As the use of social media has grown in the United States, so too has students’ appreciation for the First Amendment, suggests a new study by Knight Foundation, a non-profit organization dedicated to promoting journalism and supporting communities across the USA.
However, teachers aren’t quite as positive about the merits of platforms such as Twitter and Facebook as their students – almost half believe that social media actually harms the learning process.
The study revealed a visible and positive relationship between social media use and appreciation of the First Amendment – 91 percent of students who use social networking sites on a daily basis to get news and information agreed that “people should be allowed to express unpopular opinions”, but only 77 percent of those who never use social networks felt the same way.
Perhaps surprisingly, the majority of teachers polled did not support free expression for their students – only 35 percent agreed that “high school students should be allowed to report controversial issues in their student newspapers without the approval of school authorities” and 49 percent of teachers felt that the emergence of digital media has harmed student learning. Only 39 percent saw it as a positive.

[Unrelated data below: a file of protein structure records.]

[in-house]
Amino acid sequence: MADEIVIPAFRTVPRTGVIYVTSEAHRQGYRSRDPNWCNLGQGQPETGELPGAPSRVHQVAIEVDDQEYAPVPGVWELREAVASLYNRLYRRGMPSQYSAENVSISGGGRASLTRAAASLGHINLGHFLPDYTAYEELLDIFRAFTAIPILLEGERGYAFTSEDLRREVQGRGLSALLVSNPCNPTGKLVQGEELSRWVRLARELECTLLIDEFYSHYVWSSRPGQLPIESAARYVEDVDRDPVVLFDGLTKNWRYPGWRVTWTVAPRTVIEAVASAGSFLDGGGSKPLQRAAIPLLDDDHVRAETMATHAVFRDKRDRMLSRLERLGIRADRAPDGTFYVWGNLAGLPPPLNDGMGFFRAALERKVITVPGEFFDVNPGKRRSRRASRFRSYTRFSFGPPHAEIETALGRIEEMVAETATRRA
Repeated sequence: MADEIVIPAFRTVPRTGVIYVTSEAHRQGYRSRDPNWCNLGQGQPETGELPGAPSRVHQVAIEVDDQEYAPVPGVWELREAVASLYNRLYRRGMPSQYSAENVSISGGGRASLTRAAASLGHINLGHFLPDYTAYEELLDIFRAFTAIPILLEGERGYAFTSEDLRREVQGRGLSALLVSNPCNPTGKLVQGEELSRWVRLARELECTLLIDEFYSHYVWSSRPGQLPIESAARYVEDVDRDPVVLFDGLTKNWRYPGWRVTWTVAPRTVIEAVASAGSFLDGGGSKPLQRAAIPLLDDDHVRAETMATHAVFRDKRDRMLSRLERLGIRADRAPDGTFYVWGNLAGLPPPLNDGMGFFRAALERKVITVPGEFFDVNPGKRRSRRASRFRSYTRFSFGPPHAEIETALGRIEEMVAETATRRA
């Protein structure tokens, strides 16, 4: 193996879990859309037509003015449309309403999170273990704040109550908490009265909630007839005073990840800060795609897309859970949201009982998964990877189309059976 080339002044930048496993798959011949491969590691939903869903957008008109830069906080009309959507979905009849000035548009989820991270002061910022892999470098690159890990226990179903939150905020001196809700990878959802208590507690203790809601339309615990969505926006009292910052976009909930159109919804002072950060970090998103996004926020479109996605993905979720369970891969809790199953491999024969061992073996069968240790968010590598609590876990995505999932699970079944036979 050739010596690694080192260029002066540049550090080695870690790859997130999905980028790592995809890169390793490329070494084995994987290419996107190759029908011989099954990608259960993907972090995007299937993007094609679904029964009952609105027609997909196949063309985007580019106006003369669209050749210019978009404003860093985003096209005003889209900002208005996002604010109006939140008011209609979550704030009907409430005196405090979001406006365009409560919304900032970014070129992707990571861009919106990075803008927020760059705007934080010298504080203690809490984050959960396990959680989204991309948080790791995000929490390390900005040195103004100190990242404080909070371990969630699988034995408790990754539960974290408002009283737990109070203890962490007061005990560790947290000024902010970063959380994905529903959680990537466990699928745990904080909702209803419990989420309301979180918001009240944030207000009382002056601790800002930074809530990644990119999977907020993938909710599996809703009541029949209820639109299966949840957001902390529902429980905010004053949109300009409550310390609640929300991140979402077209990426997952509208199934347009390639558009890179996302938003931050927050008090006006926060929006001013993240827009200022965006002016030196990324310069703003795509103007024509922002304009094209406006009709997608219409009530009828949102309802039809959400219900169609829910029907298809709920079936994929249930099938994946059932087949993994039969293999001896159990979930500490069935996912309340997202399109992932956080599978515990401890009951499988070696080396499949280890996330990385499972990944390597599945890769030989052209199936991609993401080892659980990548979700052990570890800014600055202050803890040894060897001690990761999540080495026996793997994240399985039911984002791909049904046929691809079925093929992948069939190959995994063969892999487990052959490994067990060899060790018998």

“This is the first generation in history that can text, tweet and blog to the whole world – it’s great news that their support is growing for the freedoms that let them do it,” said Eric Newton, senior adviser to the president of Knight Foundation. “But the bad news is that teachers aren’t nearly as excited as students about social media or student freedom.”